12.2 Space (pt 1 of 6)

With a sense of appreciation of the environment, artists allow the observed reality with its beauty to form a part of the artist’s own personality. The experienced reality becomes a space, an inner context of the external environment, which is felt within.

Sound / body / inner space / silence

Wassily Kandinsky made use of his musical training in his paintings. He (1972: 40) asserts that unlike images, sounds do not represent natural phenomena, but rather express what he calls the artist’s soul, and create an ‘autonomous life’ of its own. On the other hand, painting is an act based on a visual object, imitating nature or abstracting forms of nature. Music is ‘an objective language’, as artist Victor Pasmore (Bickers & Wilson, 2007: 352) adds.

However, I do not see Kandinsky’s ‘autonomous life’ of music as something created in the musical composition, but rather expressed through it, as if it were existing there beforehand. Chanting artist Russell Jenkins (the person was interviewed, see intervie win appendix. See appendix, PhD Art Design and Media, Gil Dekel paras. 2, 6) suggests that he has a feeling of the existence of a sound coming from within him, saying, ‘I have a hearing of an Aum…’ and ‘I hear inside’. Jenkins explains that this sound is independent of him to the effect that it is visible: ‘It is like you look at it and you think, ‘Oh, it’s a star that I can pluck out of the sky’’ (para. 2). In that respect, sounds seem to be impressed on the artist and present themselves to the artist. The forms in which sounds present themselves can vary depending on the artist’s skill. In the case of Jenkins, he (para. 4) would aim ‘…to replicate it through [his] voice,’ while Dekel (the person was interviewed, see intervie win appendix. See appendix, PhD Art Design and Media, Gil Dekel paras. 34) asserts that sounds come as a guide, advising her on the making of her works.

Robert Morris created in 1961 a work whose title is self explanatory: Box With The Sound of Its Own Making (fig. 86). The sound of making the box was recorded on tape which was then played and presented as part of the finished box. Suggesting that the act of making is also the result of the work has shifted sounds in time. The moving of sound in time joins the moving of sound in space, as Warner explains. Warner (2006: 17) says that with the invention of the radio, telephone and television that sound has begun to be displaced in space, as voices were now being moved through the air. I should mention here the use of the Internet to mobile sounds.

Robert Morris, Box With The Sound of Its Own Making (1961, walnut box, speaker, tape recording of the sound of making the box.) Image © the artist/the Morris Studio. Permission to use image obtained from the Morris Studio via the Design and Artists Copyright Society, UK (DACS).

Figure 86: Robert Morris, Box With The Sound of Its Own Making (1961, walnut box, speaker, tape recording of the sound of making the box.) Image © the artist/the Morris Studio. Permission to use image obtained from the Morris Studio via the Design and Artists Copyright Society, UK (DACS).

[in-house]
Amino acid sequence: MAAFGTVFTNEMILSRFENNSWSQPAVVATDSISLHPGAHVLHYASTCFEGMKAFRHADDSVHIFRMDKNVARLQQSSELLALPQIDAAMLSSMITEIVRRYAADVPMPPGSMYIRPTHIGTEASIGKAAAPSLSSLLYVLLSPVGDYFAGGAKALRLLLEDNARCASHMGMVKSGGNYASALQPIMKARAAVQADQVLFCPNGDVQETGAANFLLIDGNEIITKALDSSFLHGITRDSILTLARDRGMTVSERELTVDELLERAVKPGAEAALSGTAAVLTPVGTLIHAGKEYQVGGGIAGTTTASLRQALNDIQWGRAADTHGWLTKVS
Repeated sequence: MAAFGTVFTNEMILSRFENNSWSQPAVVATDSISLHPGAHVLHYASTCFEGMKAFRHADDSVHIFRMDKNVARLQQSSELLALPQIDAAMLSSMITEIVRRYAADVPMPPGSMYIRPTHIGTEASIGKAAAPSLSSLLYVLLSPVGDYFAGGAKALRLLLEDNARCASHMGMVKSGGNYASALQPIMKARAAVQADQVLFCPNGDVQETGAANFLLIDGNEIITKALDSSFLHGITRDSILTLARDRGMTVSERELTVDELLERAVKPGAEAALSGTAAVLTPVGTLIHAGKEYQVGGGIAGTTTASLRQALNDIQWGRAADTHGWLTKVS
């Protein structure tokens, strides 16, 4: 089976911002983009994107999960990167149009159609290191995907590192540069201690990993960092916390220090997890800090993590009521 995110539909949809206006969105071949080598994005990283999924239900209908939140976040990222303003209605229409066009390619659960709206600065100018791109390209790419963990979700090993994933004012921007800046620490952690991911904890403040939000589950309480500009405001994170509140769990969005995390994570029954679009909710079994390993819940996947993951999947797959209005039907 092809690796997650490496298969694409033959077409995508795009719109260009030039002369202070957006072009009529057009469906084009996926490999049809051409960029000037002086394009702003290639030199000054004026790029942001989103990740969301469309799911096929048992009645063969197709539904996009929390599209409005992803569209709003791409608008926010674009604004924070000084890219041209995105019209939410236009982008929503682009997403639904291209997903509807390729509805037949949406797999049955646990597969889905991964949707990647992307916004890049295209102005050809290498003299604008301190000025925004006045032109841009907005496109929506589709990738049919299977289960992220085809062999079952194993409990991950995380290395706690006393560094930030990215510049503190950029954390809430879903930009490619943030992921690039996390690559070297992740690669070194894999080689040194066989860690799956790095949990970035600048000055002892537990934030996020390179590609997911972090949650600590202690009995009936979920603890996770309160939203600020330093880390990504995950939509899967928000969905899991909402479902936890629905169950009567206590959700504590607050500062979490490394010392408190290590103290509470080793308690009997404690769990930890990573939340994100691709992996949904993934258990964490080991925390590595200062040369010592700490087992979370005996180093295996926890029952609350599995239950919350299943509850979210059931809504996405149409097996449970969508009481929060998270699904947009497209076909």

Stevenson adds to the understanding of the impact of sound, approaching it from a cultural historical view: ‘If I couldn’t overhear the rhythms and sounds established by the long, varied tradition of English poetry…’ Stevenson (the person was interviewed, see intervie win appendix. See appendix, PhD Art Design and Media, Gil Dekel para. 15) says, ‘…I would not be able to hear what I myself have to say’. The cultural context of sound, according to Stevenson, enables one to hear oneself.

But, I noted that hearing oneself while making art indicates something else than the prevailing notion of hearing one’s own thoughts. Schneider (the person was interviewed, see intervie win appendix. See appendix, PhD Art Design and Media, Gil Dekel para. 9) explains the technique ‘image exploration’ that she uses for writing. Through a semi-meditative technique she seems to have ‘…heard a sound, and it was of my father… I was very shocked because my father was dead’ (para. 10). This inner voice presented itself in a manner that Schneider could not produce at will – the sound of the voice of her father who had passed away years before. Schneider’s description challenges the prevailing assumption that artists ‘imagine things’ that do not truly exist. Even if Schneider did ‘imagine’ this voice, one should ask how did she produce the sound of the voice of her father? It is assumed that when one thinks, that one hears one’s own thoughts in one’s own voice, not in another’s.

Jung describes his own experiments with the inner hearing of voices in a different sound than his. He (1963: 176-177) says that figures would appear in his visions and he would ‘talk to them’. In one of his visions he heard a woman’s voice within him, which asserted that his writing down of his fantasies is an art. If this fantasy was merely fictional then one should wonder how did Jung’s mind produce the sound of a voice of a woman. And if imagining has that ability to re-produce someone else’s voice in our mind, then how can we be assured that the thinking mind does not do the same, producing someone else’s thoughts in our own voice in our mind?

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